Tuesday, December 3, 2013
WHAT: Mick LaSalle's generally dismissive review of this "old man and the sea" tale updated for the age of the adventure-seeking (and law-breaking) solo yachtsman has some genuine insight into why Redford is so effective in this role. But as is too often the case, LaSalle's disinterest in the inherent properties of cinema (the language of shots, cuts, and the relationship between sound an image) makes him oblivious to some of the film's merits. For me, it was as thrilling to see just how writer-director J.C. Chandor was going to tell this story of survival despite his self-imposed limitations: an almost complete lack of dialogue, no solid ground on the horizon, no attempts at backstory or getting into Redford's head by means other than his facial expressions and actions. It's among my favorite American films of 2013.
WHERE/WHEN: Multiple showtimes today through Thursday at the Opera Plaza and the Century 9 in San Francisco, and the Aquarius in Palo Alto. It also screens at the Elmwood in Berkeley at least through Thursday, December 12th.
WHY: Today the New York Film Critics Circle announced its 2013 awards, the first awards of the year I pay more than a minute's attention to. Year-end awards have their limitations as diviners of true quality pictures, but they do serve as effective promotion for films worth seeing in theatres. The New York Critics this year gave awards to three films not yet arrived in Frisco Bay cinemas (American Hustle, The Wind Rises and Inside Llewyn Davis) and two no longer on local screens (Fruitvale Station and Stories We Tell) but the majority of other awarded films are still viewable in nearby theatres. A 35mm print of Blue Jasmine with the NYFCC Best Actress pick Cate Blanchett is still hanging on at the Opera Plaza. Foreign Film awardee Blue Is The Warmest Color continues at the Clay and other local cinemas. Dallas Buyers Club (which contains Supporting Actor Jared Leto's awarded performance) and 12 Years a Slave (which earned Steve McQueen a Best Director NYFCC award) continue at multiple theatres. But All Is Lost is not only my favorite of the five films I've seen that won awards today, it's also the only one that I'm not sure will still be playing on a San Francisco screen by the end of the week.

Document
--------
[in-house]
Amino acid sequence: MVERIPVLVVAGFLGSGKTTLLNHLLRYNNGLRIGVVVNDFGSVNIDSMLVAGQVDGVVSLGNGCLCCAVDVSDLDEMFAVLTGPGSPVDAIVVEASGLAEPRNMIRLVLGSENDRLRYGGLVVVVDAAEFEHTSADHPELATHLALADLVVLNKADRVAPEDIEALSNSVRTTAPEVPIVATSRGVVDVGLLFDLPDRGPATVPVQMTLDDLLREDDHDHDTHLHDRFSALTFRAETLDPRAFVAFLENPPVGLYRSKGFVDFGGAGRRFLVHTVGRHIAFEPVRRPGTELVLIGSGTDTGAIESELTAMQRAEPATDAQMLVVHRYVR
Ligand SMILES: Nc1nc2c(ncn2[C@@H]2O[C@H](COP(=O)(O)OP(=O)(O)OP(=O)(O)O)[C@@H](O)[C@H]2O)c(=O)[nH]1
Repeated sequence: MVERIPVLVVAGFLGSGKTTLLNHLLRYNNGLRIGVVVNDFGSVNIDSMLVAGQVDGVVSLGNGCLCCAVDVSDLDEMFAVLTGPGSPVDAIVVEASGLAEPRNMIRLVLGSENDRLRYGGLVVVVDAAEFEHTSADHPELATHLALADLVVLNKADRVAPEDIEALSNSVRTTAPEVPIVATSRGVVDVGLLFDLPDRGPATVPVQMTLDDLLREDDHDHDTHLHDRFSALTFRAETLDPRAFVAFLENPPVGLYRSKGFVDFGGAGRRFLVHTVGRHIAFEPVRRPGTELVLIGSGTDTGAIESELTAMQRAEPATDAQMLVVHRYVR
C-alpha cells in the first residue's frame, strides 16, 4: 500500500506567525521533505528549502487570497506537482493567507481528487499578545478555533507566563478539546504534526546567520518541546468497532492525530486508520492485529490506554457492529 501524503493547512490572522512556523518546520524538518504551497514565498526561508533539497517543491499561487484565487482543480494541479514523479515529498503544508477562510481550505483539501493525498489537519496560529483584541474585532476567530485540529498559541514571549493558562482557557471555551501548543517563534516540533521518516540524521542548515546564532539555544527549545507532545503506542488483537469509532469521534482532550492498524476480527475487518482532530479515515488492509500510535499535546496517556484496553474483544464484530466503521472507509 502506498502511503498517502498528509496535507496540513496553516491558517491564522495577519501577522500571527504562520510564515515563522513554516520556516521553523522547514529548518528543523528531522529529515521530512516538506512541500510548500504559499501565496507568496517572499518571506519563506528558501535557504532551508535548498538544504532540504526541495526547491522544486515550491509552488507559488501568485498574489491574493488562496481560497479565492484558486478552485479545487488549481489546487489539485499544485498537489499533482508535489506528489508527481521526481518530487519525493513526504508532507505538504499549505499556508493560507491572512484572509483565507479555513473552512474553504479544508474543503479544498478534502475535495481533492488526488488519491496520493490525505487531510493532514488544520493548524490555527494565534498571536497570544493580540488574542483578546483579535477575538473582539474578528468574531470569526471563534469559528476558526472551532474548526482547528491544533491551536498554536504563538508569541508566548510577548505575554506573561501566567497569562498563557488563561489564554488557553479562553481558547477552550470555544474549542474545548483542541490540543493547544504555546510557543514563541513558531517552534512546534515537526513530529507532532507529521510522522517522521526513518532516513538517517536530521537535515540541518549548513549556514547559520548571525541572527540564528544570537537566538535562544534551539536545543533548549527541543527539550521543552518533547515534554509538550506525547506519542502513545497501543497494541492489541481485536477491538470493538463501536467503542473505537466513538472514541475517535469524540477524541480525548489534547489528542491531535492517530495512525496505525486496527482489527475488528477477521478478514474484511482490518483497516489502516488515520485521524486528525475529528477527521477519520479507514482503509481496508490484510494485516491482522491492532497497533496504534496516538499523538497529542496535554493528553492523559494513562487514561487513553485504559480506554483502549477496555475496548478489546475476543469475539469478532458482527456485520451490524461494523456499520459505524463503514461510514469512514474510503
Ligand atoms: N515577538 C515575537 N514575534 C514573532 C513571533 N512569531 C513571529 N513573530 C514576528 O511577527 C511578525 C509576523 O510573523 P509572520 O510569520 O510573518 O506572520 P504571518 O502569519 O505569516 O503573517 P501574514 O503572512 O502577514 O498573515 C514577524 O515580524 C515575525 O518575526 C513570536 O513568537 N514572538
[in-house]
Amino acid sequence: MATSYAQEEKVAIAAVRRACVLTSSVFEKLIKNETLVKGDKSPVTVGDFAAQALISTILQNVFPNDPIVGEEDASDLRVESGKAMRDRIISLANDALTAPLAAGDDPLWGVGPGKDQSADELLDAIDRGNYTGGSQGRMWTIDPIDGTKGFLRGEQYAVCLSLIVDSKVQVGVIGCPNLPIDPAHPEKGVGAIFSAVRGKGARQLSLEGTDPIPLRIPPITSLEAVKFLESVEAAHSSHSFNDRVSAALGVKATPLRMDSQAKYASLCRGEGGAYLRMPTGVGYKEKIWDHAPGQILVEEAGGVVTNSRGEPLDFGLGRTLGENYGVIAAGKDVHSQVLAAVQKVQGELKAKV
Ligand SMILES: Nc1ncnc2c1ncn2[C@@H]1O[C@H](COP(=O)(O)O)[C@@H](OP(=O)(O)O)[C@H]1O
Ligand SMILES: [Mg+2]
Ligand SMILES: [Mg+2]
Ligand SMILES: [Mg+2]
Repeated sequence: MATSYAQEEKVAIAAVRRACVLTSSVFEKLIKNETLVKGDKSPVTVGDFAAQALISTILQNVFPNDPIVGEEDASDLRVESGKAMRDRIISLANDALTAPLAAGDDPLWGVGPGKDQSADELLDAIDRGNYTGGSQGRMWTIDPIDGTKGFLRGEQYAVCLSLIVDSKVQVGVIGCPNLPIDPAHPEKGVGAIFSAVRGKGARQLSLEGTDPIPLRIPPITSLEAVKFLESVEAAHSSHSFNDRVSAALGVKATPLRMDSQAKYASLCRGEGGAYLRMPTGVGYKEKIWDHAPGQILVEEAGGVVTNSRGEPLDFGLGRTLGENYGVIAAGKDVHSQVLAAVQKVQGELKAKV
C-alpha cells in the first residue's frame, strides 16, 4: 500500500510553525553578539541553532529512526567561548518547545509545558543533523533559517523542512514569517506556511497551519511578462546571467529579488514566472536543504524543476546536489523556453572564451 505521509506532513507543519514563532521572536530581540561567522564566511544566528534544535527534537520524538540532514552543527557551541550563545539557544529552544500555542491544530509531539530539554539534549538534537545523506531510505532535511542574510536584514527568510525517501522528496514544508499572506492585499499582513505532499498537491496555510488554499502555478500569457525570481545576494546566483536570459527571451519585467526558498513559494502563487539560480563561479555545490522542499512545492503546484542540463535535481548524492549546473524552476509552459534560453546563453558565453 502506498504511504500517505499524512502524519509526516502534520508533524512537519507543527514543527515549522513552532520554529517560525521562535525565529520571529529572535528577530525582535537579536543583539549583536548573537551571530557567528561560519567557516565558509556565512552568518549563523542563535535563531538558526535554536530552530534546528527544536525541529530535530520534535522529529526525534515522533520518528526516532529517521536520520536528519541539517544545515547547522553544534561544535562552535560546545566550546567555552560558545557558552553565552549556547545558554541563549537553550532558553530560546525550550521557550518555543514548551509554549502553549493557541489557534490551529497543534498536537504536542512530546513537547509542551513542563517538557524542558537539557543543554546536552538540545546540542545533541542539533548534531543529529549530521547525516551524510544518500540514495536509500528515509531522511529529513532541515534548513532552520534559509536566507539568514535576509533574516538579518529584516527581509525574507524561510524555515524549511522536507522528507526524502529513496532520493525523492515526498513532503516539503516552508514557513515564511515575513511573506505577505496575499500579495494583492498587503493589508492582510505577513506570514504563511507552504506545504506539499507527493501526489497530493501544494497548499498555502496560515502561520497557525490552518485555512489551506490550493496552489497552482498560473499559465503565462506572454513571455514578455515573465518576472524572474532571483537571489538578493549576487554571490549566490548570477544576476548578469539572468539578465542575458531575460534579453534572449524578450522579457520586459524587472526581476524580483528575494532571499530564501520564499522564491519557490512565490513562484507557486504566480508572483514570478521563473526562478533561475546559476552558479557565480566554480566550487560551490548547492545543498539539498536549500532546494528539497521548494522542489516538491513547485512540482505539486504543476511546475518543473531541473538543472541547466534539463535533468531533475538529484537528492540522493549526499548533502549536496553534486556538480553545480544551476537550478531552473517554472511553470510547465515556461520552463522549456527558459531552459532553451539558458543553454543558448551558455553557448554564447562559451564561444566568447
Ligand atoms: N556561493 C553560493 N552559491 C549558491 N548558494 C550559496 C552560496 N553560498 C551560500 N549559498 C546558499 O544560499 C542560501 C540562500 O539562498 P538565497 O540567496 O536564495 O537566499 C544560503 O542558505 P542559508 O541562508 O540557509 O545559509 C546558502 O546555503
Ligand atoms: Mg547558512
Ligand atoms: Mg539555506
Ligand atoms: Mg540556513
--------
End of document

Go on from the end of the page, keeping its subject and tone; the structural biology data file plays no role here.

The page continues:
HOW: Shot digitally, All is Lost is projected via DCP at all aforementioned venues except for the Opera Plaza, which has a 35mm print.